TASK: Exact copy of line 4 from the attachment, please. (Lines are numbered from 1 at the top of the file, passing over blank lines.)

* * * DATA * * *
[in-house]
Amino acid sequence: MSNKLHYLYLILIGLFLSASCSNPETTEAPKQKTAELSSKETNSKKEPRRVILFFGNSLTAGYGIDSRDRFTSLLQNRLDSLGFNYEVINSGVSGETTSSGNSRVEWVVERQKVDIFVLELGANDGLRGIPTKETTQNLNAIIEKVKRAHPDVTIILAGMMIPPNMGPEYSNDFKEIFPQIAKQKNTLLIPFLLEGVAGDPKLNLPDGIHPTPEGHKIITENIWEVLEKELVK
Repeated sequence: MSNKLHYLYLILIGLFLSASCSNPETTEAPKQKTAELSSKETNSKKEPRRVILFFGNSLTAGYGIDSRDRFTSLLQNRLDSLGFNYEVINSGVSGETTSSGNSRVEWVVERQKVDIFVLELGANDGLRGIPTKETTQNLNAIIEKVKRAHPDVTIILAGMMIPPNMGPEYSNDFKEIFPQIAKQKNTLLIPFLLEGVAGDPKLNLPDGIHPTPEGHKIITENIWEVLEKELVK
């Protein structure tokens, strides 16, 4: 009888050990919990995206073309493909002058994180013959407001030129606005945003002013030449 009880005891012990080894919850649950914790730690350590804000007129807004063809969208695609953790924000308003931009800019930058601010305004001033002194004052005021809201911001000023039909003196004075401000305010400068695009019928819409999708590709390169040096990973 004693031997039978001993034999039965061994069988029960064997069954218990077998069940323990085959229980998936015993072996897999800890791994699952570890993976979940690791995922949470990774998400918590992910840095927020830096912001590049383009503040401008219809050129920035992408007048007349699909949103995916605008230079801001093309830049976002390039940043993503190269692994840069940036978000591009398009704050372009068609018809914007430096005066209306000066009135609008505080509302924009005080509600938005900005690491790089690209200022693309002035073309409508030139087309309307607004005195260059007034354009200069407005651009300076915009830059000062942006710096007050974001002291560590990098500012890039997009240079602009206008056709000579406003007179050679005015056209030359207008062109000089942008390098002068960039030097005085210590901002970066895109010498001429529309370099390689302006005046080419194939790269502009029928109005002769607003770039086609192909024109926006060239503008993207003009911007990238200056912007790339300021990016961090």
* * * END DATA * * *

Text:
């Protein structure tokens, strides 16, 4: 009888050990919990995206073309493909002058994180013959407001030129606005945003002013030449 009880005891012990080894919850649950914790730690350590804000007129807004063809969208695609953790924000308003931009800019930058601010305004001033002194004052005021809201911001000023039909003196004075401000305010400068695009019928819409999708590709390169040096990973 004693031997039978001993034999039965061994069988029960064997069954218990077998069940323990085959229980998936015993072996897999800890791994699952570890993976979940690791995922949470990774998400918590992910840095927020830096912001590049383009503040401008219809050129920035992408007048007349699909949103995916605008230079801001093309830049976002390039940043993503190269692994840069940036978000591009398009704050372009068609018809914007430096005066209306000066009135609008505080509302924009005080509600938005900005690491790089690209200022693309002035073309409508030139087309309307607004005195260059007034354009200069407005651009300076915009830059000062942006710096007050974001002291560590990098500012890039997009240079602009206008056709000579406003007179050679005015056209030359207008062109000089942008390098002068960039030097005085210590901002970066895109010498001429529309370099390689302006005046080419194939790269502009029928109005002769607003770039086609192909024109926006060239503008993207003009911007990238200056912007790339300021990016961090």